Chausson, Debussy & Ravel

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4.0 out of 5 star rating 4.0

COMPOSERS: Chausson,Debussy & Ravel
LABELS: Warner
ALBUM TITLE: Susan Graham
WORKS: Poeme de l’amour et de la mer
PERFORMER: Susan Graham (soprano); BBC SO/Yan Pascal Tortelier
CATALOGUE NO: 2564 61938-2
In his song sequence, Chausson became the ultimate musical poet of adolescent splendours and miseries. Susan Graham charts the progress from hope to quietly desperate loss with merciless emotional truth and fine sensitivity to nuances of language, darkening her timbre as anticipation turns to dismay, and intensifying at the approaching ‘inexprimable horreur’. If only she had conveyed the initial joy with a few degrees less chastity – this is left to some sumptuous orchestral playing – her long-phrased feel for the idiom and her ability to make detail count would have had even more impact.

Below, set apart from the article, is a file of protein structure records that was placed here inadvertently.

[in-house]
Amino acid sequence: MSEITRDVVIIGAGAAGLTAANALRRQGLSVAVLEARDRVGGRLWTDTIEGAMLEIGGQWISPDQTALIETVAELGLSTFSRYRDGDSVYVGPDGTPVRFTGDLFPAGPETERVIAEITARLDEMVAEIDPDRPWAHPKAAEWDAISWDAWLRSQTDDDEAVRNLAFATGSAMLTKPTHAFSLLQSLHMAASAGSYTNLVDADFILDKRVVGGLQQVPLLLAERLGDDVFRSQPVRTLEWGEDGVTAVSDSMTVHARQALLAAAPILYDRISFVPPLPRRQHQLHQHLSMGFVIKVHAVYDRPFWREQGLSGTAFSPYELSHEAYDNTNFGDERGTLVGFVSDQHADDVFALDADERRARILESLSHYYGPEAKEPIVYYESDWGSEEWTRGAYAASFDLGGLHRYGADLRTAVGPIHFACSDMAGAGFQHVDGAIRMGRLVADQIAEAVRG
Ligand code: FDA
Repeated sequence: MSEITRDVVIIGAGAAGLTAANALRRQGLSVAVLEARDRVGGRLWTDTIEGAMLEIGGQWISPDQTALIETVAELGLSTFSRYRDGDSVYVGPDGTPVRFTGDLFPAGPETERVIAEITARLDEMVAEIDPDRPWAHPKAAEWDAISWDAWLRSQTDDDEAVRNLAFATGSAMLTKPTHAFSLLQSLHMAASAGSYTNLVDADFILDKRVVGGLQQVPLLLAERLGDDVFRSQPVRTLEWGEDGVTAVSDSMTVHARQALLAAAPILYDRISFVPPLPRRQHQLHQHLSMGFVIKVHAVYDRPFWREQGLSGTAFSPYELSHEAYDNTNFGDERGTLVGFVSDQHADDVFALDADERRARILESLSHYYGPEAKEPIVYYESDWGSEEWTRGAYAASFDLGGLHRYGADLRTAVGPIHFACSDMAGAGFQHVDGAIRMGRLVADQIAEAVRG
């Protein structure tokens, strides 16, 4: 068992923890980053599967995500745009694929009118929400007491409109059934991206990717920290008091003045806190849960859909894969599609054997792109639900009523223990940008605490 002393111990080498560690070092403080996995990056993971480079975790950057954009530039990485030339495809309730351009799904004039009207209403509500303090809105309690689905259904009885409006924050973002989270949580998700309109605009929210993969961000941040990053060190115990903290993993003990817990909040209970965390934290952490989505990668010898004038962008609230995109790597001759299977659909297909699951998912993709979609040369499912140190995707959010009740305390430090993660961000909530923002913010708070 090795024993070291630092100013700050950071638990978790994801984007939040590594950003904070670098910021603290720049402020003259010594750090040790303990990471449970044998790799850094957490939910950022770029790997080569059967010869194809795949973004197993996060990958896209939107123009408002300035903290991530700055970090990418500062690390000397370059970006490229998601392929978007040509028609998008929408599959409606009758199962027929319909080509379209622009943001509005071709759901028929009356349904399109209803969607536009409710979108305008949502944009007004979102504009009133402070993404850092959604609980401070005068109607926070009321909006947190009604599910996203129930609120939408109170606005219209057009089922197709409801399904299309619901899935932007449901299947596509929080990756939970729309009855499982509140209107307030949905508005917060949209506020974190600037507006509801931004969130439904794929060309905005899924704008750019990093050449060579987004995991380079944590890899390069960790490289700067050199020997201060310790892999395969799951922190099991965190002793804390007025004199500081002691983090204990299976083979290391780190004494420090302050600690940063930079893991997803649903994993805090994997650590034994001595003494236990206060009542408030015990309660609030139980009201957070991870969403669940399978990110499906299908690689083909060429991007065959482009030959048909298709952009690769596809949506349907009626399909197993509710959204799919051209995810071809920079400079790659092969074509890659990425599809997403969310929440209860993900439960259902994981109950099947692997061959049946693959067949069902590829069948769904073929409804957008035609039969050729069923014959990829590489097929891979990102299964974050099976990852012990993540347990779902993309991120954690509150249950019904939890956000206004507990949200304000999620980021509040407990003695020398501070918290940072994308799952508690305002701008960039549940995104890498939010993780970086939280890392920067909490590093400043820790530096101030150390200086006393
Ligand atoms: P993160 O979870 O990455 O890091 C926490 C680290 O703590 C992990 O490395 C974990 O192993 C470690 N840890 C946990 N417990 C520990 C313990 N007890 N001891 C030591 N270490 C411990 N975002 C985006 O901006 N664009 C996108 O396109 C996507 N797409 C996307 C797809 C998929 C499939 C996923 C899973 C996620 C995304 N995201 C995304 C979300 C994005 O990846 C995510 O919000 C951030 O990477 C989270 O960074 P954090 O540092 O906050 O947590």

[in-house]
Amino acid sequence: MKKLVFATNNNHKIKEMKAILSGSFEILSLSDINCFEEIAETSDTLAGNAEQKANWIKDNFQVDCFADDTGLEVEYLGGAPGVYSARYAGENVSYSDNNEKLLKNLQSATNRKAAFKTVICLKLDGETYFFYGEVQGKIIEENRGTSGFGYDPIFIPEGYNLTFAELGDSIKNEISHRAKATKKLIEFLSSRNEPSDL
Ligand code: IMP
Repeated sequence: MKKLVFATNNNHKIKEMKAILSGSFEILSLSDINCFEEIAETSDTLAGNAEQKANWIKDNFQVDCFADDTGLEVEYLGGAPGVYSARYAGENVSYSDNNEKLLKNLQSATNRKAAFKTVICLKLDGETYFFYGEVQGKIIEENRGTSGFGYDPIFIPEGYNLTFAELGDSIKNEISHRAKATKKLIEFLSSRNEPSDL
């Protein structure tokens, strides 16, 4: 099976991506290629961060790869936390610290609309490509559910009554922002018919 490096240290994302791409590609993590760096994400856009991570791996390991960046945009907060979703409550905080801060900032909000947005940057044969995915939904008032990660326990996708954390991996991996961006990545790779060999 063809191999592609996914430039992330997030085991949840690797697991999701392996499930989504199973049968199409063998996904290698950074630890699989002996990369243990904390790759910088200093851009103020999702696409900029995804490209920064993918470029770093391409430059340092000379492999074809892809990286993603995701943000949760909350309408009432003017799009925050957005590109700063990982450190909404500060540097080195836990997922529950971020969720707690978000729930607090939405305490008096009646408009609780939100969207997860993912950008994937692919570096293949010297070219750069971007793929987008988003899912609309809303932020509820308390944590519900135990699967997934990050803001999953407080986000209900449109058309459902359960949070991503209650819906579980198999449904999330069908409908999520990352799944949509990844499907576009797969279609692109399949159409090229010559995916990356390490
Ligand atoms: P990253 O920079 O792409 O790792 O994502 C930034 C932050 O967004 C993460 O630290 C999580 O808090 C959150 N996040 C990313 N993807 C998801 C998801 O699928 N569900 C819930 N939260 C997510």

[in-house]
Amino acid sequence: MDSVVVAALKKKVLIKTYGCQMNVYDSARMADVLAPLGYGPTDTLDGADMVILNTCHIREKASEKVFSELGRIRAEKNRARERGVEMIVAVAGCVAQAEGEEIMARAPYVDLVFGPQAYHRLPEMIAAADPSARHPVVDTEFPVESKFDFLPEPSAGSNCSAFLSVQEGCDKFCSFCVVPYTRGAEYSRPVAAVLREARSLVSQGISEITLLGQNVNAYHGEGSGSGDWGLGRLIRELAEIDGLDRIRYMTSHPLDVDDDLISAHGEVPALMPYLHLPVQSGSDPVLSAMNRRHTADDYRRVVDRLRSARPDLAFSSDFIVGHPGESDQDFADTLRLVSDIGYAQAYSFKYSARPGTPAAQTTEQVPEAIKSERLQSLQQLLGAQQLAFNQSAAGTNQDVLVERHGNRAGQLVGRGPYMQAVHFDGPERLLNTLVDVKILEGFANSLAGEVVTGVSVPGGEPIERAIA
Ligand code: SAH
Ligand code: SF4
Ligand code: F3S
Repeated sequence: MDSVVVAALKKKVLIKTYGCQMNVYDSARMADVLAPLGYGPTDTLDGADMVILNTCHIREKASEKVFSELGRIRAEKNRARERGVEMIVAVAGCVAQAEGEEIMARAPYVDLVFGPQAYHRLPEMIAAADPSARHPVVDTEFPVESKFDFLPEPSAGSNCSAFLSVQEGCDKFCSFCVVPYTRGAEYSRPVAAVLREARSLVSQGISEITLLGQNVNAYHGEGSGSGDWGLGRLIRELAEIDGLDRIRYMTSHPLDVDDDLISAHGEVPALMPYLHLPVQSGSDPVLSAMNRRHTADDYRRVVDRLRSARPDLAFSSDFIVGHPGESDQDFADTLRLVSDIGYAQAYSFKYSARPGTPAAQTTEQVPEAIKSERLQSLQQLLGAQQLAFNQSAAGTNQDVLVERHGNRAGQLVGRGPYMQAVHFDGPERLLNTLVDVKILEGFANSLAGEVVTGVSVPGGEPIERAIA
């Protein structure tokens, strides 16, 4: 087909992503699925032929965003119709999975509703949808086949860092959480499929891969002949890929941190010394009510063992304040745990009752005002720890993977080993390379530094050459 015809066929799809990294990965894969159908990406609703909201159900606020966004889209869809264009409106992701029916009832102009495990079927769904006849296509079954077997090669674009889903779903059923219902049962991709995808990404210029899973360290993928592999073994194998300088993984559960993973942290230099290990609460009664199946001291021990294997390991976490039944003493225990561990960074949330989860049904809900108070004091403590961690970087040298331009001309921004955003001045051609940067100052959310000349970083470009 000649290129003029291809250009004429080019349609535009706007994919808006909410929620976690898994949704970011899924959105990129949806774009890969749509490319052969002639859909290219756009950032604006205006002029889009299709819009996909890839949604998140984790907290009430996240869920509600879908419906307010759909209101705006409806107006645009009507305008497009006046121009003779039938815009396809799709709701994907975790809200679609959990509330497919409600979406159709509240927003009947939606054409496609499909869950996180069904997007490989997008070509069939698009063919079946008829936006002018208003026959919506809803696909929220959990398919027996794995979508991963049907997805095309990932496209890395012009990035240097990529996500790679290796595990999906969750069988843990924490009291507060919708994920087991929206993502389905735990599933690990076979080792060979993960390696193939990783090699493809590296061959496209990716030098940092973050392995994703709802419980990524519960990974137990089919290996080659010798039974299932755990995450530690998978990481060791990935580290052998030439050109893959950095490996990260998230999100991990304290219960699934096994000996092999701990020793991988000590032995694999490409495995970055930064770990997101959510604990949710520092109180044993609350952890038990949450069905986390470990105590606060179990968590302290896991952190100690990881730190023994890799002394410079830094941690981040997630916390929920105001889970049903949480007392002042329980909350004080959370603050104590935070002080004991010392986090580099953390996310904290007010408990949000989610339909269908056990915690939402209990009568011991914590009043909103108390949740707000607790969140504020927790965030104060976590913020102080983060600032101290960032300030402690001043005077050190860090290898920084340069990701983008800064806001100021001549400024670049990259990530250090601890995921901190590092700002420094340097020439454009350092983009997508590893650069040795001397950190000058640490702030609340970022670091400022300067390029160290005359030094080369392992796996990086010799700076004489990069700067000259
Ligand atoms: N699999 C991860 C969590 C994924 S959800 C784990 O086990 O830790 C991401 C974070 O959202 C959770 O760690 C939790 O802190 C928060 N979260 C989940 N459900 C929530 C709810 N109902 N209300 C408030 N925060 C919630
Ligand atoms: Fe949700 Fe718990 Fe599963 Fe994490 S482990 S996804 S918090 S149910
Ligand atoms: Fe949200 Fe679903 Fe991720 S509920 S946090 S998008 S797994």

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It’s another matter with the grown-up sensuality of Ravel and Debussy. The more intimate the music becomes, the better Graham gets. In ‘Asie’ from Shéhérazade, she moves easily from musing to yearning, each peak ringing out more vividly but the final one surprisingly held back. Régine Crespin’s old Decca recording remains unsurpassed here. But the free sexuality of the rest of Shéhérazade finds her singing with lightly carried, spacious understanding, and in the more explicit Debussy songs she conveys a captivating quiet relish of language and melody.

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When John Adams conducted the premiere of his orchestrations in the Proms they sounded fussy and contrived, but Tortelier achieves with the same orchestra, and in a supportive acoustic, a more idiomatic blend of timbres while still allowing Adams’ passing touches of colour to register. Heard this way, Le Livre de Baudelaire deserves its place with two exalted companion pieces. Robert Maycock